On New Year's Day, more than 100,000 people marched in Hong Kong to oppose or support Chief Executive of HKSAR Leung Chun-ying.
The anti-Leung campaigners, who outnumbered those in favor of Leung, accused the leader of losing credibility by lying over unregistered expansion of his home and demanded that he resign. Many of Leung's critics also questioned the manner of his appointment.
Pro-Leung marchers defended his efforts to address deep-seated issues facing Hong Kong.
Leung's popularity has tumbled over the past six months since he took office on July 1, 2012. In addition to the home renovation scandal, Leung's popularity was also influenced by Hongkongers' discontent with rising house prices, impacts on social and economic issues by an increasing number of mainlanders flowing into Hong Kong and a growing unemployment rate.
The latest poll by the University of Hong Kong Public Opinion Programme in December stated that Leung's support is 49.2 percent after six months in office, lower than his predecessors Donald Tsang and Tung Chee-hwa, who both had a support rate of over 60 percent in their first six months as Hong Kong's top leader.
Leung, as the chief executive, is facing a daunting task in appeasing certain discontented Hongkongers, who bemoan the "lost golden days" of the region.
This is not a challenge unique to Leung. The economic woes that Hong Kong is experiencing have also stressed many other regional leaders.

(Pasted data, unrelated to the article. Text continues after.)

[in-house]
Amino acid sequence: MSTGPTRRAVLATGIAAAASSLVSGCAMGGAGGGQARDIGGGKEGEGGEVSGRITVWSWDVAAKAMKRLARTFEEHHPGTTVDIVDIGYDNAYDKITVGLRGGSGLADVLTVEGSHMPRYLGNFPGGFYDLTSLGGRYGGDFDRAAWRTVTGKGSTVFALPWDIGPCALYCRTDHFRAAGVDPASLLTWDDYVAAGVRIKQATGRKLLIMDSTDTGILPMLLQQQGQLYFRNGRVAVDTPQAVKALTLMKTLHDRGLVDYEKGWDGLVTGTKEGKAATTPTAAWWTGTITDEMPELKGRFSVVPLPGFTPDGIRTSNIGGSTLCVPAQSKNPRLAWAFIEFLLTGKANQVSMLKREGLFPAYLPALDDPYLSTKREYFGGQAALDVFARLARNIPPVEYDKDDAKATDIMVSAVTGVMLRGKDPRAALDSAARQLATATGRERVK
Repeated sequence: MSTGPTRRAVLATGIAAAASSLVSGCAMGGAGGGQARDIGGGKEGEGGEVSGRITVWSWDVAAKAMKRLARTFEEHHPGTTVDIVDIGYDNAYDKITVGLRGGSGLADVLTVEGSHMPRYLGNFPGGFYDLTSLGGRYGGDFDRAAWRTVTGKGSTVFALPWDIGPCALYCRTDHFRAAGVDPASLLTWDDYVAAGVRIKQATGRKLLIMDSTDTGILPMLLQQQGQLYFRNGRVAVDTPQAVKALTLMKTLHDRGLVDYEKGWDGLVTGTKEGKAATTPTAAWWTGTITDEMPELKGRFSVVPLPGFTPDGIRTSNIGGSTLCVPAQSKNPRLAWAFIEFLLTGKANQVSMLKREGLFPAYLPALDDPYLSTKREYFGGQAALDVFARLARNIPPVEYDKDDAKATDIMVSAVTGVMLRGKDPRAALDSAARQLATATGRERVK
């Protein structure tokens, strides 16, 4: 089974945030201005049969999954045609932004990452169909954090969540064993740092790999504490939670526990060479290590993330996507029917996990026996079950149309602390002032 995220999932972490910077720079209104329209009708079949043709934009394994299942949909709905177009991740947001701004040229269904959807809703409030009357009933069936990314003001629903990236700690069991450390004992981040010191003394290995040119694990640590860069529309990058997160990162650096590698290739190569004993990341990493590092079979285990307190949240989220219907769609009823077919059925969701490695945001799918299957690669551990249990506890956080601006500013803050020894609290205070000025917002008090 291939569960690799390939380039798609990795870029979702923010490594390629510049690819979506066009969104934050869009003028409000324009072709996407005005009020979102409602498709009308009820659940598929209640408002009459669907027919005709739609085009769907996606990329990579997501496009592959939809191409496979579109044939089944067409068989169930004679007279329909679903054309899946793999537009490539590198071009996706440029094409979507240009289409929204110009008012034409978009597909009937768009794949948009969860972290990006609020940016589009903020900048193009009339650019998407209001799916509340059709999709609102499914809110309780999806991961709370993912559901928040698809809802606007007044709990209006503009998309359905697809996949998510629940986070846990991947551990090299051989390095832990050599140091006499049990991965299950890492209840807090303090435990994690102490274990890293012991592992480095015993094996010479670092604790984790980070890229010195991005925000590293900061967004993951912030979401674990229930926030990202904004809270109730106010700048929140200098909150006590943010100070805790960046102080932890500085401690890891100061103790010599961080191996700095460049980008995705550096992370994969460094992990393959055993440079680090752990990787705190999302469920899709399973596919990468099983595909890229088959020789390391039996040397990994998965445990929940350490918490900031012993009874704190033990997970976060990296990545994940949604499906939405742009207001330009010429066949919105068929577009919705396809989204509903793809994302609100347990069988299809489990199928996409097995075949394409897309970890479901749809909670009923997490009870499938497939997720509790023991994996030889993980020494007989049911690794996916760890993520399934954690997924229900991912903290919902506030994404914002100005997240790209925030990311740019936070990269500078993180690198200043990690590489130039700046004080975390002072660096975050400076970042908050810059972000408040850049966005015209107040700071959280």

It may be tempting for some observers to relate the opposition to the chief executive to Hongkongers' discontent with the central government.
Among those anti-Leung protesters, there were a few carrying the flag of colonial Hong Kong when it was under British rule.
Certain anti-central government sentiments cannot be ruled out in Hong Kong, but "Hong Kong independence" has no public roots, given the prominent patriotism of mainstream Hongkongers, including some democratic organizations.
The demonstrations on January 1 underlined the political divisions in Hong Kong. This is actually a result of the region's current political system, through which different political parties and organizations check and contend with each other for different political pursuits.
Hong Kong is going to have direct elections in 2017, when it may witness more complicated political divisions.
The mainland shouldn't be overly nervous about Hong Kong's internal political dispute.
With the deepening interaction and integration between the mainland and Hong Kong, the influence of the region's political disputes on mainland-Hong Kong relations will be limited.
Bai Rui, a freelance writer based in Beijing